Our opinion on this strategy is that this was good enough in the past, but is not advisable anymore. The virtue of this tactic used to lie in the fact that you could test digital technology and the digital market without having to radically transform the parent company or cannibalize your own clients. This is not the issue any longer (digital technology is well tested and the digital market is not a niche anymore, but the mainstream of clients), and it has considerable drawbacks, such as duplicate investments and lack of digital adaptation within the parent company.

The new roles in a digital organization

As we have stated, in a bank or insurer, the objective of digitalization is to transform the core of operations and processes. The outcome of the transformation should not be the growth of digital functions in parallel to core functions (i.e. digital channels versus traditional channels), but to transform current functions so they are adapted to digitalization (strengthening BI, channels, product areas, etc.). However, it is also a fact that radically new digital functions arise because of digitalization. For these, new capabilities must be developed or acquired. It is important to have a coherent plan for this, as “letting things happen by themselves” will not work. Examples of important new roles are:

  • Chief data officer: data becomes critical because of digitalization. Organizations must ensure its quality and availability. Data leaks are another new key item that this role must take care of.
  • Customer experience and omnichannel specialist.
  • Digital innovator and digital radar.

What is the role of IT? Leader or follower?

It is a common mistake to associate digitalization with IT. IT is undoubtedly a critical enabler of digitalization, but there is much more to digitalization than having the technology. The business point of view is critical when defining digital channels, customer interactions, products and even internal processes. All along the way of digital transformation, IT must play a very active role because most of these aspects to be defined will impact the technological architecture or technical components that must be assessed. IT must then play a role as a facilitator and guide the company towards innovative technical solutions that help achieve defined goals.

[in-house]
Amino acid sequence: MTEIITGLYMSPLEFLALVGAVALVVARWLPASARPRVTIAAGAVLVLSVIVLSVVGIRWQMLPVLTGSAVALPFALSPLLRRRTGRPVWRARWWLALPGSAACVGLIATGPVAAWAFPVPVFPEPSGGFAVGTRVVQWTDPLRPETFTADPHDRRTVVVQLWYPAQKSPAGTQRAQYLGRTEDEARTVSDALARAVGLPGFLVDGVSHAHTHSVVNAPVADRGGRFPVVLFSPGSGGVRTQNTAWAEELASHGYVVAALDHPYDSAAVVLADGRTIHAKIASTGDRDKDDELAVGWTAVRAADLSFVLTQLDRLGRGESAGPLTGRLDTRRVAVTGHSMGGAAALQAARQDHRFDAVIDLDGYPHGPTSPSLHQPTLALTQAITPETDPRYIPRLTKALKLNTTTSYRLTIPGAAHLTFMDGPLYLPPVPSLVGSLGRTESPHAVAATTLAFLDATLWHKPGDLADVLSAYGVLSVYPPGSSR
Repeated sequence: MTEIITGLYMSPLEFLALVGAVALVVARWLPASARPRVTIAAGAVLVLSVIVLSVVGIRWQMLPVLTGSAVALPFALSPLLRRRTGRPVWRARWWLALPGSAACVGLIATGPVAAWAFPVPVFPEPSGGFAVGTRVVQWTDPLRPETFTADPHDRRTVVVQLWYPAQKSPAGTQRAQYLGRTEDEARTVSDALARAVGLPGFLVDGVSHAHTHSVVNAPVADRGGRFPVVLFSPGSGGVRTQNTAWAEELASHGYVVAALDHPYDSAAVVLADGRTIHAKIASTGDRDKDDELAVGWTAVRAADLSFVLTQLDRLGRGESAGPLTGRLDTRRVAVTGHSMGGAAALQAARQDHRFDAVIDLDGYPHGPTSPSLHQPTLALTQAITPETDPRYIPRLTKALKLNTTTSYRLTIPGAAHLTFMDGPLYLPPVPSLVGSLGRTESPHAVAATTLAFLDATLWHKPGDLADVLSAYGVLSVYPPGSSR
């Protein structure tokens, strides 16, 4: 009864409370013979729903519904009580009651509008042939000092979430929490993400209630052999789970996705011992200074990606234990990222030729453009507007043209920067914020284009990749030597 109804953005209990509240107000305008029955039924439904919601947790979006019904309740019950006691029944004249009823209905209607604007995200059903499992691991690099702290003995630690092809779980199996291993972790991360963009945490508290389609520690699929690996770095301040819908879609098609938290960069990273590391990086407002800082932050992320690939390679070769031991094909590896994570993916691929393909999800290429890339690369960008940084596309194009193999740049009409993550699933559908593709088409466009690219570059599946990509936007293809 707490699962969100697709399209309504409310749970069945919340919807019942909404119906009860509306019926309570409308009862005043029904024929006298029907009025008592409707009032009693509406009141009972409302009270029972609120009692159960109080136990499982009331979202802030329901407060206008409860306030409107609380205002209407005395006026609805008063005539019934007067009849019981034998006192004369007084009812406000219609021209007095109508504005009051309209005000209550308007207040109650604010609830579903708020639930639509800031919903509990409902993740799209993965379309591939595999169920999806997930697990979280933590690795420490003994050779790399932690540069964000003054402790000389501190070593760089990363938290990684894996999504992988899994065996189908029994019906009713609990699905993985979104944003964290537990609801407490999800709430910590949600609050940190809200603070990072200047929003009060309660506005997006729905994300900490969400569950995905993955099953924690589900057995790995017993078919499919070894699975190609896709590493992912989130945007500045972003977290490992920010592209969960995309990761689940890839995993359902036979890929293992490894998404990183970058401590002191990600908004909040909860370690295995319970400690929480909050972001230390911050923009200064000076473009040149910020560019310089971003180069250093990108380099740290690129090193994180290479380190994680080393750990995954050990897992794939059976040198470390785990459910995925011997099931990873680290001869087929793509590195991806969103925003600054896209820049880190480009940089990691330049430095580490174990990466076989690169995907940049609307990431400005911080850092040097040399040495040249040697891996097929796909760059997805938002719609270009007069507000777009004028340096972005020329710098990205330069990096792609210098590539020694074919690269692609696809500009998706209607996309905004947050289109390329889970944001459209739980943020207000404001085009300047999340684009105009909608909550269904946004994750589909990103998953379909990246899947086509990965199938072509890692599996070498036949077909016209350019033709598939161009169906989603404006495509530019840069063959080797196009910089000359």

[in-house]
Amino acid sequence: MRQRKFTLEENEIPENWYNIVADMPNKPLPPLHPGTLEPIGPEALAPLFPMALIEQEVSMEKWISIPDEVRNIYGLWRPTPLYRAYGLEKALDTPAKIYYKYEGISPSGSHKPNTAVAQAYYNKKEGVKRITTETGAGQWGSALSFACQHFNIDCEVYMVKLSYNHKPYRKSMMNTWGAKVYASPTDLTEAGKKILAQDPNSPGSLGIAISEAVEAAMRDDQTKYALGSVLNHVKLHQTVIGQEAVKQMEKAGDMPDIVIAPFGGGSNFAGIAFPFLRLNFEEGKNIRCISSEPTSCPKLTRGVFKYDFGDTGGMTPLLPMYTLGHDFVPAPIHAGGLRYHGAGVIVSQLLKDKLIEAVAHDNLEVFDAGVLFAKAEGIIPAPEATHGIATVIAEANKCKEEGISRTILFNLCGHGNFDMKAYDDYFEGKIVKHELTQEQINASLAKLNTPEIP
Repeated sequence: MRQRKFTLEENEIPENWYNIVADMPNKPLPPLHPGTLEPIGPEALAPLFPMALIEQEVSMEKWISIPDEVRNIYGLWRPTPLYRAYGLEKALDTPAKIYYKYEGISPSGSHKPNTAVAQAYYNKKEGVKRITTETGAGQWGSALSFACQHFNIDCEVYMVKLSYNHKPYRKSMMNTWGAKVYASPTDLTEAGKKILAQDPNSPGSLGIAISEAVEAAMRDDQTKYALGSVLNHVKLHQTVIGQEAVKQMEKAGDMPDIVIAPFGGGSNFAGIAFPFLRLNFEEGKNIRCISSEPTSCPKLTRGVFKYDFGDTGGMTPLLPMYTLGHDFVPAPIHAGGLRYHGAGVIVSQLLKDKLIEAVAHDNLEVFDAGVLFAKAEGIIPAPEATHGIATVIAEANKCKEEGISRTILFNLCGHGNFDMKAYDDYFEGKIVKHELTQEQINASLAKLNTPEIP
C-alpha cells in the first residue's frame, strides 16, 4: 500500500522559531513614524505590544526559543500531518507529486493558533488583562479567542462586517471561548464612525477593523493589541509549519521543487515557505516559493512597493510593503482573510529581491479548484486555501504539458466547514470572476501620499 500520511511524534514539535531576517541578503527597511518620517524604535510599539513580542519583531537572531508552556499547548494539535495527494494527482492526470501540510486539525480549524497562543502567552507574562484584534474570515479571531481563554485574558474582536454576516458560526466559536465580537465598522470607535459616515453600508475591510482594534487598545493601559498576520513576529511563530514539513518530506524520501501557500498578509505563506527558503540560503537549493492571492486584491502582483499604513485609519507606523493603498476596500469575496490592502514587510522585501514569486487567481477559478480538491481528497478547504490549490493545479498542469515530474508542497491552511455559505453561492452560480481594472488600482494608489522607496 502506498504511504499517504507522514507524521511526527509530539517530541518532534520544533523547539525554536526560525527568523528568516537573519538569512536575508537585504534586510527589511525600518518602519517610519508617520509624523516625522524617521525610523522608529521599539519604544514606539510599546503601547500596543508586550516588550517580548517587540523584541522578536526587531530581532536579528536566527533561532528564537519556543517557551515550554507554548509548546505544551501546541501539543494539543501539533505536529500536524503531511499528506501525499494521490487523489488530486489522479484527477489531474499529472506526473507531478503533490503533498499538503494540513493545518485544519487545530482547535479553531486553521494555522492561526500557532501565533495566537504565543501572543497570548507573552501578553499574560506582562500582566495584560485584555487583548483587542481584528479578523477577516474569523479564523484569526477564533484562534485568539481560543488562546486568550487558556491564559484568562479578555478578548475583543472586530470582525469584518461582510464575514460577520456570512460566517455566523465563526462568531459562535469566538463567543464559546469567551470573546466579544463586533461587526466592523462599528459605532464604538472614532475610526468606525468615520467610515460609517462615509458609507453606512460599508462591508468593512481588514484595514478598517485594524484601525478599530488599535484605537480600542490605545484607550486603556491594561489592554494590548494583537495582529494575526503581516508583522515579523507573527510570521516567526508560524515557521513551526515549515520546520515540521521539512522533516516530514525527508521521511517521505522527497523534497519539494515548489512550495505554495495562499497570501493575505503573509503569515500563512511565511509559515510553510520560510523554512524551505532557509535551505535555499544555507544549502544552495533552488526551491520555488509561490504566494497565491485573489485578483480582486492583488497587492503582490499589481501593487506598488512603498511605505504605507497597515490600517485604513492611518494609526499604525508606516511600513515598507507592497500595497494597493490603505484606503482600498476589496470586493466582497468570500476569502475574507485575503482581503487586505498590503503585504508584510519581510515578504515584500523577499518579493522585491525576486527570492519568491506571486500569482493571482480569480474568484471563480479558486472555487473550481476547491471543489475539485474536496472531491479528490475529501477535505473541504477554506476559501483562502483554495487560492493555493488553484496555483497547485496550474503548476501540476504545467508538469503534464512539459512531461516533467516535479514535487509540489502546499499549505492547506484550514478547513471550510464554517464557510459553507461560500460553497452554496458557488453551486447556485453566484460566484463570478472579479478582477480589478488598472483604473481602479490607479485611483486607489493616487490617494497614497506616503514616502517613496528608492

Implications on IT

Although as stated before, IT should not be the leader of the digital transformation, it is one of the areas in which the impact of the transformation will be heaviest. In order to deal with the changes needed, the traditional way of working has to be changed:

  • A more agile approach is fundamental: Digitalization means the speed of change of everything increases. Client expectations change faster, products must be adapted more quickly. If an organization wants to remain up to date, it must reduce the time to market for all solutions. This, in turn, has implications on IT. A typical waterfall-like IT project spanning 18 months is not adequate. In the digital world, an 18-month-old idea will probably be obsolete by the time it hits the streets. Agile development of projects, micro-segmentation of deliveries, etc., are better suited to digital transformation.
  • A dedicated organization is advisable…: A very specific skill set is needed for the implementation of digital projects – i.e. big data, omnichannel specialists, etc. Therefore, IT resources specializing in digital projects is a good idea in order to increase efficiency and build a team of IT specialists who then can act as focal points – or internal consultants – for all digital projects. Also, a separate demand management scheme for digital only must be developed.